A northern Indiana man who lost his Wage Claims Act complaint against his former employer did not convince the Court of Appeals of Indiana that the trial court erred in its ruling and will now also have to pay appellate attorney fees to the business.
Chris Gallo worked as an assistant manager at one of Sunshine Car Care’s retail locations in Valparaiso until his employment was terminated on Nov. 2, 2018. Gallo and his manager, Gerry Barkey, filled out and signed an employee separation report that day.
Gallo did not provide a forwarding address, though there was a section for such information on the form. His last day worked was Oct. 28, and the next regular paycheck was to be issued the following week.
On Nov. 5, SCC issued a paycheck to Gallo in the amount of $655.60. When Gallo did not come in to pick it up, SCC mailed it to his last reported address.
But having yet to receive his paycheck, Gallo filed an application for wage claim with the Indiana Department of Labor on Nov. 9. Meanwhile, the check that SCC had mailed was marked by the post office as undeliverable on Nov. 24.
SCC alerted the DOL that it was trying to get the check to Gallo, and the DOL provided SCC with his current address, which was listed on the wage claim form. SCC then overnighted the check to Gallo, and he cashed it on Jan. 16, 2019.
The payment was made before SCC had been served with Gallo’s complaint, which occurred on Jan. 26.
In the meantime, on Dec. 27, 2018, Ronald Weldy filed a complaint against SCC on Gallo’s behalf. Gallo filed an amended complaint on Jan. 30, 2019, indicating that the Attorney General’s Office had referred the wage claim to Weldy on Jan. 11, but omitting the fact that the wages had been paid by SCC. In addition to reasserting his state wage claim, Gallo included a claim based on the Fair Labor Standards Act.
Nearly a year later, Gallo moved to dismiss the FLSA claim and, with respect to the state wage claim, filed a motion for summary judgment. He filed an affidavit stating that SCC should have paid him $796.94 for the relevant pay period, but he did not indicate that he received those wages more than a year prior.
Gallo sought an award against SCC in the amount of $796.94 in actual wages, $1,593.88 in liquidated damages and $4,464.61 in attorney fees and costs in addition to prejudgment interest. SCC’s counsel responded with a strongly worded letter to Weldy demanding the dismissal of Gallo’s lawsuit, asserting the amended complaint and summary judgment motion were frivolous and brought in bad faith.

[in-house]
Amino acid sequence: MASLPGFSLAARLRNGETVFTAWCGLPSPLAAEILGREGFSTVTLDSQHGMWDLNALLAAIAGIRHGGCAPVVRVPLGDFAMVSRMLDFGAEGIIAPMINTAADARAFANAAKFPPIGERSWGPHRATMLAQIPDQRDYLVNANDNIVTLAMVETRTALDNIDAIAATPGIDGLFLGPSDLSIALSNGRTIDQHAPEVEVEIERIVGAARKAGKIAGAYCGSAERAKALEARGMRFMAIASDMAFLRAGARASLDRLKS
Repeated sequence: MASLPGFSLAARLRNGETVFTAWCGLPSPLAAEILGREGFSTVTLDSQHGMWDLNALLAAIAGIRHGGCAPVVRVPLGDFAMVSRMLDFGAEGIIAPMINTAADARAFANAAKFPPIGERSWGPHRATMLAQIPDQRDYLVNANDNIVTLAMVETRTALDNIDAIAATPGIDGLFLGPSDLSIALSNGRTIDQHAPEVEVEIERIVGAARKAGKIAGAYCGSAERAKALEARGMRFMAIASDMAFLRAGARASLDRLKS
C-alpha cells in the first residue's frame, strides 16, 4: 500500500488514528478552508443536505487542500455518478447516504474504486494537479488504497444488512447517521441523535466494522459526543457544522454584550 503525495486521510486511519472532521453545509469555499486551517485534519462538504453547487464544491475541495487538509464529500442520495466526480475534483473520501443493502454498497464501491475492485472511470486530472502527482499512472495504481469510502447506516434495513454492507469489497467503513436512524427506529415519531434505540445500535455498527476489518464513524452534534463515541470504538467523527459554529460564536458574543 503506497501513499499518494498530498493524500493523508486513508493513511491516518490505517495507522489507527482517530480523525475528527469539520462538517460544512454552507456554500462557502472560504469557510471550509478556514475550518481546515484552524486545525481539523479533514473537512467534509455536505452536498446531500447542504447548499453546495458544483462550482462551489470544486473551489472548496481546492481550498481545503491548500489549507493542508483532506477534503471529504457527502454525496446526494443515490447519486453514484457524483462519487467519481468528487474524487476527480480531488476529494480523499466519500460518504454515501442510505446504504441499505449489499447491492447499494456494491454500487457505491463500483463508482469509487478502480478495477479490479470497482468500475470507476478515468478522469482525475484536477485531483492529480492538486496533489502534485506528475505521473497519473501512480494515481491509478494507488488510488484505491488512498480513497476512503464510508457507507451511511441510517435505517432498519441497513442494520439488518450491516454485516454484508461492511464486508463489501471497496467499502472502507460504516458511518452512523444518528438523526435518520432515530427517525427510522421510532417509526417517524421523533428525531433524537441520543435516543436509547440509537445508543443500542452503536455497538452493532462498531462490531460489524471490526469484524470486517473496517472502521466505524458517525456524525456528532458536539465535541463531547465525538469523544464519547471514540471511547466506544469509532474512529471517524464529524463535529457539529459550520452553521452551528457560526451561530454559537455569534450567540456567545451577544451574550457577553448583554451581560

On July 8, 2020, the Porter Superior Court issued an order vacating the summary judgment hearing, denying Gallo’s motion for summary judgment and granting SCC’s cross-motion for summary judgment.
The court found two facts significant. First, as of the date of the original complaint, Weldy had not obtained authority from the attorney general to file the wage claim. Second, Gallo had been paid the full amount of his wages prior to filing the amended complaint, though he continued to request those wages, liquidated damages, attorney fees and costs in the amended complaint.
In August 2020, SCC asked the trial court, among other things, for attorney fees in the amount of $9,765. The trial court awarded those fees the following December.
“The Court finds that Gallo continued to litigate his claims despite knowing that they were clearly groundless,” the trial court wrote. “Attorney Weldy knew there were no facts in existence, at the time when he filed his original complaint or amended complaint, to support the legal claim upon which he relied and presented.”
On appeal, the COA affirmed the trial court’s ruling.
“As the trial court recognized, two critical, undisputed facts — the lack of authorization at the time of the original complaint and the lack of unpaid wages at the time of the amended complaint — control the outcome of this case,” Judge Robert Altice wrote. “The trial court properly applied the law to these facts in granting summary judgment to SCC and denying Gallo’s summary judgment motion.”
After determining it was not an abuse of discretion to award SCC attorney fees at the trial level, the COA determined the business should also receive appellate attorney fees.
“In addition to clearly lacking merit, Gallo’s appellate arguments were presented with procedural bad faith, including a woefully incomplete appendix, certain contentions made without support, and an argument section related to the trial court’s award of attorney fees asserted with flagrant disregard of the appellate rules,” Altice wrote. “… We conclude that SCC is entitled to appellate attorney fees under the circumstances and remand to the trial court to determine the proper amount of such fees.”
Judge L. Mark Bailey concurred in result without a separate opinion.
The case is Chris Gallo v. Sunshine Car Care, LLC, 21A-CP-548.